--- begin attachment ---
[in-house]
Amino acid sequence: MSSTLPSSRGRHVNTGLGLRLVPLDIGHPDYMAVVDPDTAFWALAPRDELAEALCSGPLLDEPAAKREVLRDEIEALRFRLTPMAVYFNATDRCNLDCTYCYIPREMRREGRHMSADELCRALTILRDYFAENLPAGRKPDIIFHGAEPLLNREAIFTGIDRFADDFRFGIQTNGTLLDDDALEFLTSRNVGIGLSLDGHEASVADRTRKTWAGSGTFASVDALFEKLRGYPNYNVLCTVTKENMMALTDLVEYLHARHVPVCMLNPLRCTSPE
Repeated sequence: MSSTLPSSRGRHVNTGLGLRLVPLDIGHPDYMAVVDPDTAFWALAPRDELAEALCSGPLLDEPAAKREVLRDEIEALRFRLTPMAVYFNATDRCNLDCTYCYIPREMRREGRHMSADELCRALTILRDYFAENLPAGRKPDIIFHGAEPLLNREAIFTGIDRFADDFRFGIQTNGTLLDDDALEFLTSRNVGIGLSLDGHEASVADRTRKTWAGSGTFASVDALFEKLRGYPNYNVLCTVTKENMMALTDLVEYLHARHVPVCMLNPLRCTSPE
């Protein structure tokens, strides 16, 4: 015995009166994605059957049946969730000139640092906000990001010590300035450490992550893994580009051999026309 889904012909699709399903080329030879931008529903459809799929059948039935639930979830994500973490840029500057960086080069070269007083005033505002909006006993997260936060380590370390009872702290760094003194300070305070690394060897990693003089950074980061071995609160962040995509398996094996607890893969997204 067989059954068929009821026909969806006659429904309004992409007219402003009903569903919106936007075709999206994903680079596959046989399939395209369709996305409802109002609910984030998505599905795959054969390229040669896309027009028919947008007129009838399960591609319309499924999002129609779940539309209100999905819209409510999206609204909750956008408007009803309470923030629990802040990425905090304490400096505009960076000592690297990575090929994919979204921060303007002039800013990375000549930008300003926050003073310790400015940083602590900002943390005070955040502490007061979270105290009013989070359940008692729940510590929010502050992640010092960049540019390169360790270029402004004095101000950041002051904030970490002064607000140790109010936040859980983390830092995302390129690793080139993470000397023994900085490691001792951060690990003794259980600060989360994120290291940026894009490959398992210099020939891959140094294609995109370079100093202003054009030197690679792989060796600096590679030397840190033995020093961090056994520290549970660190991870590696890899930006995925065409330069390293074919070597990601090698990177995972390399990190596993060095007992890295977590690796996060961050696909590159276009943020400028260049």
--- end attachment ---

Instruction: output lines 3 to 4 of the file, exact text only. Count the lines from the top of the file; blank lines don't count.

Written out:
Repeated sequence: MSSTLPSSRGRHVNTGLGLRLVPLDIGHPDYMAVVDPDTAFWALAPRDELAEALCSGPLLDEPAAKREVLRDEIEALRFRLTPMAVYFNATDRCNLDCTYCYIPREMRREGRHMSADELCRALTILRDYFAENLPAGRKPDIIFHGAEPLLNREAIFTGIDRFADDFRFGIQTNGTLLDDDALEFLTSRNVGIGLSLDGHEASVADRTRKTWAGSGTFASVDALFEKLRGYPNYNVLCTVTKENMMALTDLVEYLHARHVPVCMLNPLRCTSPE
């Protein structure tokens, strides 16, 4: 015995009166994605059957049946969730000139640092906000990001010590300035450490992550893994580009051999026309 889904012909699709399903080329030879931008529903459809799929059948039935639930979830994500973490840029500057960086080069070269007083005033505002909006006993997260936060380590370390009872702290760094003194300070305070690394060897990693003089950074980061071995609160962040995509398996094996607890893969997204 067989059954068929009821026909969806006659429904309004992409007219402003009903569903919106936007075709999206994903680079596959046989399939395209369709996305409802109002609910984030998505599905795959054969390229040669896309027009028919947008007129009838399960591609319309499924999002129609779940539309209100999905819209409510999206609204909750956008408007009803309470923030629990802040990425905090304490400096505009960076000592690297990575090929994919979204921060303007002039800013990375000549930008300003926050003073310790400015940083602590900002943390005070955040502490007061979270105290009013989070359940008692729940510590929010502050992640010092960049540019390169360790270029402004004095101000950041002051904030970490002064607000140790109010936040859980983390830092995302390129690793080139993470000397023994900085490691001792951060690990003794259980600060989360994120290291940026894009490959398992210099020939891959140094294609995109370079100093202003054009030197690679792989060796600096590679030397840190033995020093961090056994520290549970660190991870590696890899930006995925065409330069390293074919070597990601090698990177995972390399990190596993060095007992890295977590690796996060961050696909590159276009943020400028260049």